Control over the prison was handed to Kabul in September, but U.S. commanders opted to retain custody on a number of detainees as part of the deal. That caveat drew harsh criticism from the Karzai government, who claimed the move infringed on Afghan sovereignty.
On Monday, Marine Corps and head of all U.S. forces in Afghanistan Gen. Joseph Dunford said U.S. and Afghan negotiators are working "as expeditiously as possible" to come up with a handover plan that guarantees the safety of U.S. personnel in country while respecting Karzai's authority.
But in the end, Dunford's goal is to "to ensure that those people who need to be off the battlefield for us to accomplish the mission" remain under lock and key.
The four-star general declined to comment on the details of the Parwan negotiations, saying he did not want to "do anything to jeopardize the relationship I have with my Afghan counterparts" in the run up to the White House''s 2014 deadline to have all U.S. combat troops out of the country.
The current impasse over Parwan and the eventual agreement on the prison will "really inform our presence post 2014," Dunford said.
The details of that pending deal would shed some light into "strategic framework within which the relationship of Afghanistan and the coalition and the United States specifically will be established," Dunford said.
For its part, the White House said it remains "fully committed" to the complete transfer of Parwan to the Karzai government and the Afghan National Security Forces.
"We respect Afghan sovereignty and intend to proceed with the transfer once we have reached full agreement," White House Press Secretary Jay Carney said on Monday.
"We will work out those details and make the transfer of the facility to the Afghans," he added, declining to comment on whether the administration was concerned that Karzai would release terror suspects in U.S. custody once the prison transfer deal is complete.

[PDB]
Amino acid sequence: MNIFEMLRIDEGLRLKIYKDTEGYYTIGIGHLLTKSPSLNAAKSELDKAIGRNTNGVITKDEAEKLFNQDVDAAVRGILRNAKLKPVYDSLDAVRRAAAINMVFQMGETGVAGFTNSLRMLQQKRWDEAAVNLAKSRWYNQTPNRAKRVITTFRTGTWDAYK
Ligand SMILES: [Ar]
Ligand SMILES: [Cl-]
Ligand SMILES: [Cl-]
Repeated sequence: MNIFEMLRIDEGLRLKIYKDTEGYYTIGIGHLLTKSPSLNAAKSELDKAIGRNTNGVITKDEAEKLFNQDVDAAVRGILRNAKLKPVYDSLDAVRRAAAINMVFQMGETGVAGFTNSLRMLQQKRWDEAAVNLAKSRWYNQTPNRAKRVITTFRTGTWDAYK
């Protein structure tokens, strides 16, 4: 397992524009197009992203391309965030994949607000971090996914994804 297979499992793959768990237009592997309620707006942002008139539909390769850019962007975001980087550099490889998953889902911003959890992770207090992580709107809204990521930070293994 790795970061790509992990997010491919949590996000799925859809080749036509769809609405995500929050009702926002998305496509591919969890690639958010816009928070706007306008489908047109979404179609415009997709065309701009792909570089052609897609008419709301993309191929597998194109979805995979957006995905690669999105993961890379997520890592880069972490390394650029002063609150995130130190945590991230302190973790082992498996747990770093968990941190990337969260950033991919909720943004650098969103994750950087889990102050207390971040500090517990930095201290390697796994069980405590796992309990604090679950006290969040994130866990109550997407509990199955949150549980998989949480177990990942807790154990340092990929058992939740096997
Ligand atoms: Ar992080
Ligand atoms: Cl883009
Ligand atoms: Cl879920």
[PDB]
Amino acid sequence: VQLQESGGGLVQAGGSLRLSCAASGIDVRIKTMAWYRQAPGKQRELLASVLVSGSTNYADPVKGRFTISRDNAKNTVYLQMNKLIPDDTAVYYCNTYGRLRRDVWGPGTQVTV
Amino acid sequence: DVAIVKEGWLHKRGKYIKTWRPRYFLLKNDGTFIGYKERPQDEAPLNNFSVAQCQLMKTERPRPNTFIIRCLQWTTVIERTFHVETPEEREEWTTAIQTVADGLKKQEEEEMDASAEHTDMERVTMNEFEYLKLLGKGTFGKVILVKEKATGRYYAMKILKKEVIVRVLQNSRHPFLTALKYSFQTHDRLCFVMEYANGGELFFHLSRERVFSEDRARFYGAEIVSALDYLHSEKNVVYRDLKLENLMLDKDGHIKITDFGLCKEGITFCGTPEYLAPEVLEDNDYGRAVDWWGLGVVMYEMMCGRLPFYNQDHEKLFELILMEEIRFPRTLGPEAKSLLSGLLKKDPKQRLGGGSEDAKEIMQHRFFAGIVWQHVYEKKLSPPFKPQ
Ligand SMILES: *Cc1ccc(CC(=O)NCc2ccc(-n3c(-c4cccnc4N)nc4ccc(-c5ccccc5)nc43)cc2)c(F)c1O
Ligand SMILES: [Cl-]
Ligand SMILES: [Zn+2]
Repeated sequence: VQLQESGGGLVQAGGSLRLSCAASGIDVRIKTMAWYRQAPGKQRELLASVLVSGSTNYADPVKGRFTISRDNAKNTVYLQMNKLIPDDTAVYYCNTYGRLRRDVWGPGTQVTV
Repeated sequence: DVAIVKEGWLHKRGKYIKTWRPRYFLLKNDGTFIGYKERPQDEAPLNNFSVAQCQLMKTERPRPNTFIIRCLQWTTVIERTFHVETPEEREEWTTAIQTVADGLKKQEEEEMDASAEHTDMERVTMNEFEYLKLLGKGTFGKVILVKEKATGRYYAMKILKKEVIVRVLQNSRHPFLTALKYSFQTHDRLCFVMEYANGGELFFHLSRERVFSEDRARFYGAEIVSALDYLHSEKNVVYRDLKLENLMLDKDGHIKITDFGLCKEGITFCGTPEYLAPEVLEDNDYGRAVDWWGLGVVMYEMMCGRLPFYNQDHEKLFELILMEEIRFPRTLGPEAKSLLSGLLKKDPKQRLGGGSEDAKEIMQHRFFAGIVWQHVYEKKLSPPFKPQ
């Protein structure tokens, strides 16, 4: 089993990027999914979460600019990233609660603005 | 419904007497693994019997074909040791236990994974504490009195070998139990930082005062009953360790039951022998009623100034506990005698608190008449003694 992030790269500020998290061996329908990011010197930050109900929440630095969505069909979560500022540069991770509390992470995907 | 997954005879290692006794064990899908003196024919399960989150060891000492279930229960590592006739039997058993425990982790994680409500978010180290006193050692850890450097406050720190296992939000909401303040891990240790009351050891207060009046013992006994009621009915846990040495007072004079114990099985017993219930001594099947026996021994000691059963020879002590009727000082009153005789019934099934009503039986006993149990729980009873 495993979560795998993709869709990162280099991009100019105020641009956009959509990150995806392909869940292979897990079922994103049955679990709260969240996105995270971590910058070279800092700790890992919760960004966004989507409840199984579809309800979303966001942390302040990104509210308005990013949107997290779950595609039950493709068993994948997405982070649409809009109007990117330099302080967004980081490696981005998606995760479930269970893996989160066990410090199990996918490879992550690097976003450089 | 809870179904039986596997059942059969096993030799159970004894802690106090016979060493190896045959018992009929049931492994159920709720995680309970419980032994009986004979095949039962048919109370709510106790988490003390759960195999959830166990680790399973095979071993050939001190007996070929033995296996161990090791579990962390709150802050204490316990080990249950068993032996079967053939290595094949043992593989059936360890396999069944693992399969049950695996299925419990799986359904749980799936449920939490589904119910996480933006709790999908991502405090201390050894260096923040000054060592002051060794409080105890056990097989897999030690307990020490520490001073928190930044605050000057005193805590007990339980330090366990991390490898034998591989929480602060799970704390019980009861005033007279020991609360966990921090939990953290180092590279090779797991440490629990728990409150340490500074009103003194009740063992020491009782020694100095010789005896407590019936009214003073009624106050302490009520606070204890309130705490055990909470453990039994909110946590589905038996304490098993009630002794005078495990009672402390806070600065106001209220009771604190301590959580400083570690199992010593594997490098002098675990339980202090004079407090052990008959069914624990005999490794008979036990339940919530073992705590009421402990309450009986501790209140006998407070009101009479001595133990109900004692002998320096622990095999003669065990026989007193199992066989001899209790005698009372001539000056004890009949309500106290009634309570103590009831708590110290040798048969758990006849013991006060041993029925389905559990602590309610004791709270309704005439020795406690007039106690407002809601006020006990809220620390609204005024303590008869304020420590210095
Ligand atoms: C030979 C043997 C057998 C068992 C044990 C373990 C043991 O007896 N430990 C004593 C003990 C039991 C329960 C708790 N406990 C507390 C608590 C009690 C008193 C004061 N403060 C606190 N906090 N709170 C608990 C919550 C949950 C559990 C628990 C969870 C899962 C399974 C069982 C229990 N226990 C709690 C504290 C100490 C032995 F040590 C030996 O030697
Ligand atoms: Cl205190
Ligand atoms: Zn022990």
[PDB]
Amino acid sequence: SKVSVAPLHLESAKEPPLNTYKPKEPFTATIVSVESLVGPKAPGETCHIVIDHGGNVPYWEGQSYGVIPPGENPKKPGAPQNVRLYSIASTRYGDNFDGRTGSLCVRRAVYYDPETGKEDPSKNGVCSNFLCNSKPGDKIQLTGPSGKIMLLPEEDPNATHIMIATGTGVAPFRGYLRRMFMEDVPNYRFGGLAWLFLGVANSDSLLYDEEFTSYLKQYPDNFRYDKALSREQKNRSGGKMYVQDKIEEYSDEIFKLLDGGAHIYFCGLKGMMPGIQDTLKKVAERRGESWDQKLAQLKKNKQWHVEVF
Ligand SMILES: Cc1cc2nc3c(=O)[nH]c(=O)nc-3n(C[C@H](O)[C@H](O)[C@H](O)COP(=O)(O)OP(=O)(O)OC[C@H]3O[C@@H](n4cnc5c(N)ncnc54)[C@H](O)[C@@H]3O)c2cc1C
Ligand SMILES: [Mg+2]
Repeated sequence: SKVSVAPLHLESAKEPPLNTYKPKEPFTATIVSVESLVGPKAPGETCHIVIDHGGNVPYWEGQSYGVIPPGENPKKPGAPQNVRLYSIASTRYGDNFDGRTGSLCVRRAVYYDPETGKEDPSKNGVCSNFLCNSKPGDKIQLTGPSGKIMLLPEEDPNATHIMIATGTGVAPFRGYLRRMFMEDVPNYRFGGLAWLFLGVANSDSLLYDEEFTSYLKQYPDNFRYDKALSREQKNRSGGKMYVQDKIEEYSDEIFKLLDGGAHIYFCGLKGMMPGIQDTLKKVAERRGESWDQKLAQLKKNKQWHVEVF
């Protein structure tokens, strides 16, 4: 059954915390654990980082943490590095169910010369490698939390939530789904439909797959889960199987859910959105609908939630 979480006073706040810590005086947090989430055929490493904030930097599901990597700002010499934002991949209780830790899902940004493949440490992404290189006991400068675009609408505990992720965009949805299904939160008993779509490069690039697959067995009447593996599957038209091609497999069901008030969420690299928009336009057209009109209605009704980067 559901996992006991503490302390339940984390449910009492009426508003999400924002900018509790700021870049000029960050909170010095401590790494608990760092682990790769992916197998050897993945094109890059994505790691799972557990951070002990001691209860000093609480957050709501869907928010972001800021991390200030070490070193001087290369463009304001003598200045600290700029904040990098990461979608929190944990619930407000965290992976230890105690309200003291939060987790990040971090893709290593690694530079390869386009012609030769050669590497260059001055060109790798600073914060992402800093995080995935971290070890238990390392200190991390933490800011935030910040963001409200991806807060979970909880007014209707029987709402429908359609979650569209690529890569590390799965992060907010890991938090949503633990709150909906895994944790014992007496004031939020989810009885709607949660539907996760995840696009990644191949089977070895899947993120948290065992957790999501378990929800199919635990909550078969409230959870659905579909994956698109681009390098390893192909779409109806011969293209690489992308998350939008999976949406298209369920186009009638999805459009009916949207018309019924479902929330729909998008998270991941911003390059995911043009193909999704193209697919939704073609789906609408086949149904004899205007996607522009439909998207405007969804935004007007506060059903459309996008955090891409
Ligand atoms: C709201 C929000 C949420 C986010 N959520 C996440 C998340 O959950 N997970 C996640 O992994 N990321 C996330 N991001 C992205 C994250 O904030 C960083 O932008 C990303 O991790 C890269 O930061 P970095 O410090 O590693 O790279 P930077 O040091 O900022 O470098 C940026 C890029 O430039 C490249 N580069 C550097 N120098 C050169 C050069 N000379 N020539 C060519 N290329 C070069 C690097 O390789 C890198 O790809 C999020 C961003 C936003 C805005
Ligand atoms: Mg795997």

The notion of releasing high-value terror suspects being held at Parwan is one of many recent remarks by Karzai that has clouded U.S.-Afghan relations in preparation for the American drawdown in the country.
On Sunday, Karzai accused Washington of collaborating with the Taliban as a way to destabilize his hold on power in Afghanistan.
Last month, the Afghan president ordered U.S. special operations units out of Wardak province, amid allegations of murder, torture and abuse of Afghan civilians at the hands of those forces.
A joint U.S.-Afghan inquiry into those allegations is still underway.
Some on Capitol Hill are concerned Karzai's recent statements and edicts restricting American operations in the run up to the 2014 withdrawal could place U.S. and allied forces at risk.
Sensing the end is near, local and national leaders are doing all they can to solidify their power bases across Afghanistan, Rep. Mac Thornberry (R-Texas) told The Hill last month.
That pressure could force Afghan leaders -- particularly at the provincial and district level -- to forge alliances with the Taliban rather than the central government, to fill the power vacuum left after 2014, Thornberry, who chairs the House Armed Services emerging threats and intelligence subcommittee, said.
Dunford sought to defuse those growing tensions between Washington and Kabul, telling reporters on Monday that solidifying Afghan ties "is actually the most important thing to me" in light of the coming American withdrawal.
"I think, right now, what President Karzai is doing that's helpful is he's sharing [those concerns] with us," Dunford said.